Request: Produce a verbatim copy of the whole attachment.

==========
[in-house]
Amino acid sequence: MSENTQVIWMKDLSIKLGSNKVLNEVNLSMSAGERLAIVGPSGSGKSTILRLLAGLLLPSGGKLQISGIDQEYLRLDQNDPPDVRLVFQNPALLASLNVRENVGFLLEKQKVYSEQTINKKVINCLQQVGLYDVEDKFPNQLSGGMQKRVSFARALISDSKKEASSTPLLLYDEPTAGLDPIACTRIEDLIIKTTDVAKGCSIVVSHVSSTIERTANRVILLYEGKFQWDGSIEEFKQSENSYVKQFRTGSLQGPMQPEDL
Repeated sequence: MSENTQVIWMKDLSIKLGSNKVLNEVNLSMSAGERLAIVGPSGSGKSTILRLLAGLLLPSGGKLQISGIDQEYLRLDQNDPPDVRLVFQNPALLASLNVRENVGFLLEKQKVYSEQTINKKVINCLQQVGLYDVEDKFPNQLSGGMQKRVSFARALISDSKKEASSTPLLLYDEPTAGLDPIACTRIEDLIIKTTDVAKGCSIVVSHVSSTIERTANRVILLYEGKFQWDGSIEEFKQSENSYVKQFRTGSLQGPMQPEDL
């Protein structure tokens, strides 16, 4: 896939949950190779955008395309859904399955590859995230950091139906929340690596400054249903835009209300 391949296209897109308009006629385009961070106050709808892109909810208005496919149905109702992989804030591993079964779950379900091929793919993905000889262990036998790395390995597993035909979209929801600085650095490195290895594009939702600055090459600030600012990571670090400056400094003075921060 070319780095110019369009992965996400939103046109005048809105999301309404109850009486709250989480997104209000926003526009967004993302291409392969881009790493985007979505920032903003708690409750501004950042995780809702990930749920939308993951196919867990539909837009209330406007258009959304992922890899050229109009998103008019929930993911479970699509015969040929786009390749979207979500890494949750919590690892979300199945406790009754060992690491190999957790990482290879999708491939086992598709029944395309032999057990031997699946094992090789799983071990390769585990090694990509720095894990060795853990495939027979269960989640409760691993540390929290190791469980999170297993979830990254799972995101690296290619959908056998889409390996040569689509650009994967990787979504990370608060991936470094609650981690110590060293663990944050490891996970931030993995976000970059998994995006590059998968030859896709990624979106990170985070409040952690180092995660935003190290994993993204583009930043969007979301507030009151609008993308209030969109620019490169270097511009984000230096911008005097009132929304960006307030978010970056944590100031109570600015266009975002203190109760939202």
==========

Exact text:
[in-house]
Amino acid sequence: MSENTQVIWMKDLSIKLGSNKVLNEVNLSMSAGERLAIVGPSGSGKSTILRLLAGLLLPSGGKLQISGIDQEYLRLDQNDPPDVRLVFQNPALLASLNVRENVGFLLEKQKVYSEQTINKKVINCLQQVGLYDVEDKFPNQLSGGMQKRVSFARALISDSKKEASSTPLLLYDEPTAGLDPIACTRIEDLIIKTTDVAKGCSIVVSHVSSTIERTANRVILLYEGKFQWDGSIEEFKQSENSYVKQFRTGSLQGPMQPEDL
Repeated sequence: MSENTQVIWMKDLSIKLGSNKVLNEVNLSMSAGERLAIVGPSGSGKSTILRLLAGLLLPSGGKLQISGIDQEYLRLDQNDPPDVRLVFQNPALLASLNVRENVGFLLEKQKVYSEQTINKKVINCLQQVGLYDVEDKFPNQLSGGMQKRVSFARALISDSKKEASSTPLLLYDEPTAGLDPIACTRIEDLIIKTTDVAKGCSIVVSHVSSTIERTANRVILLYEGKFQWDGSIEEFKQSENSYVKQFRTGSLQGPMQPEDL
């Protein structure tokens, strides 16, 4: 896939949950190779955008395309859904399955590859995230950091139906929340690596400054249903835009209300 391949296209897109308009006629385009961070106050709808892109909810208005496919149905109702992989804030591993079964779950379900091929793919993905000889262990036998790395390995597993035909979209929801600085650095490195290895594009939702600055090459600030600012990571670090400056400094003075921060 070319780095110019369009992965996400939103046109005048809105999301309404109850009486709250989480997104209000926003526009967004993302291409392969881009790493985007979505920032903003708690409750501004950042995780809702990930749920939308993951196919867990539909837009209330406007258009959304992922890899050229109009998103008019929930993911479970699509015969040929786009390749979207979500890494949750919590690892979300199945406790009754060992690491190999957790990482290879999708491939086992598709029944395309032999057990031997699946094992090789799983071990390769585990090694990509720095894990060795853990495939027979269960989640409760691993540390929290190791469980999170297993979830990254799972995101690296290619959908056998889409390996040569689509650009994967990787979504990370608060991936470094609650981690110590060293663990944050490891996970931030993995976000970059998994995006590059998968030859896709990624979106990170985070409040952690180092995660935003190290994993993204583009930043969007979301507030009151609008993308209030969109620019490169270097511009984000230096911008005097009132929304960006307030978010970056944590100031109570600015266009975002203190109760939202």